Tournament Officials Guide




This is a combined AGA/AWGA/JGAA services group positioned to ensure the highest quality  tournament governance under the Rules of Golf managed by the joint Associations. The primary job is to:

  1. Ensure officials are competent for each assignment through training and on-course
  2. Maintain a list of officials and their skill ratings, availability, preferred areas of work that includes all pertinent contact
  3. Facilitate assignments of officials to events sponsored by the three golf Associations in Arizona and selected other
  4. Act as a conduit to officials when organizations other than the three golf Associations wish assistance with
  5. Provide a Tournament Operations Manual and example support documents for use by clubs, event management and by rules



The AzRC is governed by Arizona‘s amateur associations collectively.



AzRC Administration is responsible for:

  1. Maintaining a list of officials and their skill ratings, availability, expertise, and preferred areas of work and all pertinent contact information;
  2. Maintaining and updating this publication, making changes as directed by the AzRC Governing Board;
  3. Maintaining an Operations Manual for use at events and by officials (The Rules Official Handbook). The manual includes advice regarding all aspects of tournament


  1. Founding member Associations that sponsor and conduct most amateur and USGA qualifying golf tournaments:
  2. Arizona Golf Association,
  3. Arizona Women’s Golf Association,
  4. Junior Golf Association of Arizona,
  5. General members who work at the direction of the AzRC, an Association or another group at sanctioned events to prepare the golf courses and provide expertise in managing



Each Association is autonomous and runs its business as it sees fit.



The general membership of the AzRC is comprised of Rules Officials and those in training who wish to become Rules Officials. There is an expectation that the members will frequently make themselves available for tournament assignments and continue to be members in good standing.

The   general  members  must   be   prepared   and   qualified for  tournament  assignments.    Acquiring, maintaining and improving knowledge and skills are the joint responsibilities of each general member


and the Associations.  General members work both independently and with the assistance of the AzRC  to improve their capabilities and skills.

There are volunteers who assist at golf tournaments who are not Rules Officials or learning to become Rules Officials. Those volunteers are not described in this section as the focus is on the membership of the AzRC.

There are three (3) membership options:

Option #1: Complimentary
  1. All AzRC manuals and materials, a copy of Decisions on the Rules of Golf (biannually);
  2. Annual preparation seminars for the Rules of Golf exams; seminars on course markings and officiating.
  3. Option to acquire additional apparel for tournament work (rain gear, shirts, jackets, sweaters, shoes, etc.) at cost through the AzRC
Option #2: $100 – Option #1 plus

Three AzRC Committee shirts (red, white, blue), and the choice of an AzRC jacket or sweater (a $160 value);

Option #3: $350.00 – Options #1 and #2 plus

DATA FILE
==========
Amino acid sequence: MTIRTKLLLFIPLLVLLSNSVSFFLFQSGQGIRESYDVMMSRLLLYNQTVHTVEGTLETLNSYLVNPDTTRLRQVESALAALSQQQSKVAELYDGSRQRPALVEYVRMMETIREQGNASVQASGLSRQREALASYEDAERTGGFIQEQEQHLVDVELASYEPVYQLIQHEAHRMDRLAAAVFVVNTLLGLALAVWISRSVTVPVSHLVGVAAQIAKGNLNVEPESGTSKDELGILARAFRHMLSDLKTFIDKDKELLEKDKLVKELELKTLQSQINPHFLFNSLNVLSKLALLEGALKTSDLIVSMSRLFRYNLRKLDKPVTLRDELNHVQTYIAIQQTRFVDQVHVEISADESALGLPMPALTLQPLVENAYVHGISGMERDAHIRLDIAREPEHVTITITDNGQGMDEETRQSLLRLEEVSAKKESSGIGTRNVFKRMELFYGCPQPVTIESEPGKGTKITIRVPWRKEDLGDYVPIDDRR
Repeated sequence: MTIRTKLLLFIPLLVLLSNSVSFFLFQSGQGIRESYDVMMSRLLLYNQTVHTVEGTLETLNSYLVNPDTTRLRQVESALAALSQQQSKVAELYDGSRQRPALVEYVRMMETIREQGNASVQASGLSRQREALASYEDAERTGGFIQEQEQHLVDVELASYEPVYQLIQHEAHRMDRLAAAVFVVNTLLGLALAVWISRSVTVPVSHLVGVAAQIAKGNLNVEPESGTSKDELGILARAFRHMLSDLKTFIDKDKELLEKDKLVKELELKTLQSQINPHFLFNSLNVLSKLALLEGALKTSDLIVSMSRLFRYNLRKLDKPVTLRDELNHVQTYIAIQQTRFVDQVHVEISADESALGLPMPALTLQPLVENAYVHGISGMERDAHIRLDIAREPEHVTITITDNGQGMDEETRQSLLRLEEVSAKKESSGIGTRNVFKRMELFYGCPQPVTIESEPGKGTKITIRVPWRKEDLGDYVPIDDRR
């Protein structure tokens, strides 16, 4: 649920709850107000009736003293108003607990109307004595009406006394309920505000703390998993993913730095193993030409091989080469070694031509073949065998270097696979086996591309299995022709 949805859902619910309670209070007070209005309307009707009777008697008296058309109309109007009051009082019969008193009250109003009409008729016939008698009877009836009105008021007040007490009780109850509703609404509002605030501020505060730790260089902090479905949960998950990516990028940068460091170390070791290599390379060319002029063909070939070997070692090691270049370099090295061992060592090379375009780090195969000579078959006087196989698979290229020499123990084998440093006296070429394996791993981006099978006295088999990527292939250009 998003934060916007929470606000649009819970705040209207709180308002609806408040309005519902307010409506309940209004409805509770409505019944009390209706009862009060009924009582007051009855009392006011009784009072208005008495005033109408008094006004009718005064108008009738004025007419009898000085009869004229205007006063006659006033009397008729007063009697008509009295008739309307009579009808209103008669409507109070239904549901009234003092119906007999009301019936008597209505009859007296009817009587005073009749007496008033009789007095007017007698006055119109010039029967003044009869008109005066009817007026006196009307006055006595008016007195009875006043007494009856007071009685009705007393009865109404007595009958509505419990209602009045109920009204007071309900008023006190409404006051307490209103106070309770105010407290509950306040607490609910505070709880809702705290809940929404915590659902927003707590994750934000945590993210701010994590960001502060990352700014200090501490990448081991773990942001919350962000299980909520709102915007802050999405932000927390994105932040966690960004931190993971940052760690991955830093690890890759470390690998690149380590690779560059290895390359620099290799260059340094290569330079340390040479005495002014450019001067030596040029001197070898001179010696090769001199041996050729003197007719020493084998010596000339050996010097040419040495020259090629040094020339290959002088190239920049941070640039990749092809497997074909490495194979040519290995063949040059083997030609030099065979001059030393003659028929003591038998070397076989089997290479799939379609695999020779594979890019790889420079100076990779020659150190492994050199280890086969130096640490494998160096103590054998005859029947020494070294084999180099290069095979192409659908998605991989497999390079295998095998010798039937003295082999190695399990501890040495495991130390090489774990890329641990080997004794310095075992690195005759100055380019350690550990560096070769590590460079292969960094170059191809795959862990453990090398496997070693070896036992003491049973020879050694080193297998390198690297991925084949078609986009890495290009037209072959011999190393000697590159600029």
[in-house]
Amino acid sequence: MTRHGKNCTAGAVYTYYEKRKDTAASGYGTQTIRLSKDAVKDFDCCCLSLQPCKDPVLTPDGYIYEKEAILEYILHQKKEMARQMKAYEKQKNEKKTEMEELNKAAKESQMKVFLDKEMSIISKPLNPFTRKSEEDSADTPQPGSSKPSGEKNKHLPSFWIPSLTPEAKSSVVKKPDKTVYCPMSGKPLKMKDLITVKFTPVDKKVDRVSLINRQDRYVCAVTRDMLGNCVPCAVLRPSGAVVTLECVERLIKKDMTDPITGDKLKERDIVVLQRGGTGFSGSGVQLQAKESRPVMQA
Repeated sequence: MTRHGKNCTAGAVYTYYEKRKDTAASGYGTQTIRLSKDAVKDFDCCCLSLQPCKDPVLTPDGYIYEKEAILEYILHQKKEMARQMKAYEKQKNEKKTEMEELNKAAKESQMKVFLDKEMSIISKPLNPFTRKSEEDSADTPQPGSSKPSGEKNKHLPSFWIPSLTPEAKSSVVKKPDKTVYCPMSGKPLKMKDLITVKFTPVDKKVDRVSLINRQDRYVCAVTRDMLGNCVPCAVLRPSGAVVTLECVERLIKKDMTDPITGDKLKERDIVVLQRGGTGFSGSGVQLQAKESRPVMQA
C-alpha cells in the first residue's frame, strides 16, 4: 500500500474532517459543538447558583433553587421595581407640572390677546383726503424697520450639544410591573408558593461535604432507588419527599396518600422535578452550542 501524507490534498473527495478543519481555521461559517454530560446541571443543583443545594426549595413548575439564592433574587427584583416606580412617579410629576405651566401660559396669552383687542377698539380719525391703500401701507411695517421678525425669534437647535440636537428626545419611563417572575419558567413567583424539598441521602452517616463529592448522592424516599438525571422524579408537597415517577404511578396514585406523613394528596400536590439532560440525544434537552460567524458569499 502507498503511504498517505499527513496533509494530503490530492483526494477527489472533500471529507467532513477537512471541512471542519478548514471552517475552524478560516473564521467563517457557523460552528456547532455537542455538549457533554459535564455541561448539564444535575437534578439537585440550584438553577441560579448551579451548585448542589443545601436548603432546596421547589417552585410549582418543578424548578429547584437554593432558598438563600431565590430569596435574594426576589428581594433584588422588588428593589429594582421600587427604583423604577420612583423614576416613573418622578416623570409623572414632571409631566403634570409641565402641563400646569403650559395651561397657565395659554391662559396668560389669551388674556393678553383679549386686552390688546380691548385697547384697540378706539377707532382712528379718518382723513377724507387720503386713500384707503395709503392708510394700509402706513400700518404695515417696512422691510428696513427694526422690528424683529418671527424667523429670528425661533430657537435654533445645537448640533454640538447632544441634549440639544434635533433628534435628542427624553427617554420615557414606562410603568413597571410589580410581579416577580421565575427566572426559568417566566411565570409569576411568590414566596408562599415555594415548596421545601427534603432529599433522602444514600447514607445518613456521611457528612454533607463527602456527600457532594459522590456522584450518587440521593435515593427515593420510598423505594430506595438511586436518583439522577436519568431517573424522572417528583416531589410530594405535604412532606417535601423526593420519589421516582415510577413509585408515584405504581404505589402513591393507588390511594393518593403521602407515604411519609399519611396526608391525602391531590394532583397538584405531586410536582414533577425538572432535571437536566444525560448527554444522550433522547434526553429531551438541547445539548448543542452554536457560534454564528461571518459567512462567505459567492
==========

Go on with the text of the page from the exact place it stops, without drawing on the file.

Entry into the USGA/PGA Rules Seminar (a $350 value)

It is the intent of the AzRC to be the central clearing-house for organizations other than one of the Associations seeking assistance for event management. It is anticipated that those events will be substantially serviced by the Association that generally hosts tournaments for the age group and/or gender.

  1. The AWGA primarily conducts women’s events for women older than high school
  2. The AGA primarily conducts men’s events for men older than high school
  3. The JGAA primarily conducts events for boys and girls of high school age and



The AzRC will do its best to provide assistance to those non-association events. The Associations’ schedules and prior commitments have priority. While members of the AzRC work without pay for association events, other groups hosting tournaments are expected to compensate AzRC members for any work provided.

When AzRC members assist with non-association events as Rules Officials, they must have the right to review, approve and revise as necessary all Local Rules for the event. They may also require that course markings are appropriate and in keeping with the Rules of Golf and that player groupings and group intervals are reasonable to meet any expected pace of play for which they are responsible. Without  such authority, officials cannot assume responsibility for performance.



At times general members work without cash compensation and at times, they are paid a stipend.

When working non-association tournaments, such as collegiate invitational tournaments, or other organized tournament tours, general members may be paid a stipend.  The suggested rates are:

  1. ROIC: $200/day
  2. Rules Official: $150/day.
  3. Starter: $50/day (4 hours or less)
  4. Scorer: $50/day (4 hours or less)




  1. Populate the AzRC website with events for which they desire AzRC member
  2. Choose its Staff member in Charge (SIC).
  3. Choose a Rules Official in Charge (ROIC).
  4. Determine how many AzRC members and volunteers are needed, work times, and roles, and post them to the AzRC
  5. Determine uniform requirements for general members and volunteers at each event
  6. Provide food and beverage service for the time and duration of the work day or compensates appropriately.
  7. Lists any compensation available on the website for any given
  8. Set the course marking date, assign a leader and provide materials
  9. Report member days’ worked on the website form at the completion of each